U.S. Fish & Wildlife considers putting Minnesota moose on endangered list

Brian Larsen

The Center for Biological Diversity has petitioned the U.S. Fish and Wildlife Service to add Minnesota’s moose—like this cow spotted in the Gunflint Trail area last week—to the animals protected under the Endangered Species Act. 
Photo by Nace Hagemann ~ The Center for Biological Diversity has petitioned the U.S. Fish and Wildlife Service to add Minnesota’s moose—like this cow spotted in the Gunflint Trail area last week—to the animals protected under the Endangered Species Act. Photo by Nace Hagemann ~ On June 2, the U.S. Fish and Wildlife Service (FWS) announced that Minnesota’s declining moose population might warrant protection under the federal Endangered Species Act (ESA).

The FWS response is to a petition filed last year by the Center for Biological Diversity citing the decline in Minnesota moose numbers from an estimated 8,840 in 2006 to less than 3,000 in 2013. The petition seeks federal protection to ensure moose survival.

“We are seeking endangered status for moose. The petition that we filed last summer asks for protection for moose in Minnesota, Wisconsin, Michigan, and North Dakota,” said Collette Adkins, a Minneapolis-based attorney for the Center for Biological Diversity. Adkins asserts that the special designation will lead to more resources that can help save the moose.

“The Endangered Species Act listing would lead to more money and research for moose. It would also lead to better habitat protections that would help moose cope with this warming world.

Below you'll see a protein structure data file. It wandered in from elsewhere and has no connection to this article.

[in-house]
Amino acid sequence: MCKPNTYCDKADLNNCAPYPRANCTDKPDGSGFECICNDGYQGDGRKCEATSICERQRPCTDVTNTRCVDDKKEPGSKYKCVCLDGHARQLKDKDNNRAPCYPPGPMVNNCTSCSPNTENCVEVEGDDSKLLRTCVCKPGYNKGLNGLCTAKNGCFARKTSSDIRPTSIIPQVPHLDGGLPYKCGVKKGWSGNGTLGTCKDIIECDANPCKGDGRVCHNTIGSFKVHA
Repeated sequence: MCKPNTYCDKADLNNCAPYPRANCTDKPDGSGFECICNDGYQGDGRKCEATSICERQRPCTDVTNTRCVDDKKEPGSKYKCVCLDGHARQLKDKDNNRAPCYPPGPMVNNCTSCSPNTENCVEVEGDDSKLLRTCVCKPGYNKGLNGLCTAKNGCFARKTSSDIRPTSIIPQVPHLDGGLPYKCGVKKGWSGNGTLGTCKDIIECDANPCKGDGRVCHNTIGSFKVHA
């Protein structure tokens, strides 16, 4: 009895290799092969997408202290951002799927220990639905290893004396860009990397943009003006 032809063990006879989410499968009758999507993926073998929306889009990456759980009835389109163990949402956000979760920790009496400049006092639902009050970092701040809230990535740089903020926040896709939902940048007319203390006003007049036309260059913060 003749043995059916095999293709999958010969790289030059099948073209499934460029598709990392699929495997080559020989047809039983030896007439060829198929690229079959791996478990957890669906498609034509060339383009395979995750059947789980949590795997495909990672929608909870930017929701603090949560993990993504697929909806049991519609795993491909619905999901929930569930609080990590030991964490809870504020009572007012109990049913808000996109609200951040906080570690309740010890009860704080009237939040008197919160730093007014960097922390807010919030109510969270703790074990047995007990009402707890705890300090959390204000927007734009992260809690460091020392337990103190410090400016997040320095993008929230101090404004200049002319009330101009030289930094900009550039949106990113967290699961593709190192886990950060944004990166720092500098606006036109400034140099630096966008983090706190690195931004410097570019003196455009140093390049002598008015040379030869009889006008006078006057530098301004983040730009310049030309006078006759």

“Climate change is the largest threat. Listing the moose would highlight what we are at risk of losing from climate change. Endangered species should be considered when decision-makers are considering new projects that will emit greenhouse gases and further global warming.

“Moose are experiencing very steep population declines especially in Minnesota and I predict that the U.S. Fish and Wildlife Service will eventually protect the moose but that it would likely take several years,” said Adkins.

The FWS may conduct a 12-month review of the status of the moose, but before doing so the service will seek comments from the public through August 2, 2016 to help in deciding whether or not to go forward with the Center for Biological Diversity’s request.

It’s not just climate change that wildlife researchers and scientists have been looking at, however. The Minnesota Department of Natural Resources (DNR) also conducted mosquito, flea and tick studies to see if they are contributing to the deaths. Researchers are also looking at food supply, predation, habitat, and brain worm which is caused by a parasitic nematode carried by white tail deer that infect moose and cause them to die, and other diseases that might be impacting them.

In response to the moose population decline, the Minnesota DNR has proposed to keep lower deer densities in the moose range.

“Fewer deer in the moose range minimizes the risk of parasites or disease spread by deer that harm or kill moose,” said Adam Murkowski, DNR big game program leader.

While the studies are ongoing, work has begun to improve the habitat for moose.

Partners in the Minnesota Moose Habitat Collaborative include the Grand Portage Band of Lake Superior Chippewa, the Fond du Lac Band, the U.S. Forest Service, the Nature Conservancy, the Minnesota DNR, the University of Minnesota Duluth, the 1854 Treaty Authority, St. Louis County, Lake County and Cook County.

Funding for this project comes from the $2.96 million Clean Water, Land and Legacy Amendment’s Outdoor Heritage Fund. The goal is to restore high quality habitat across 8,500 acres of Minnesota’s prime moose territory.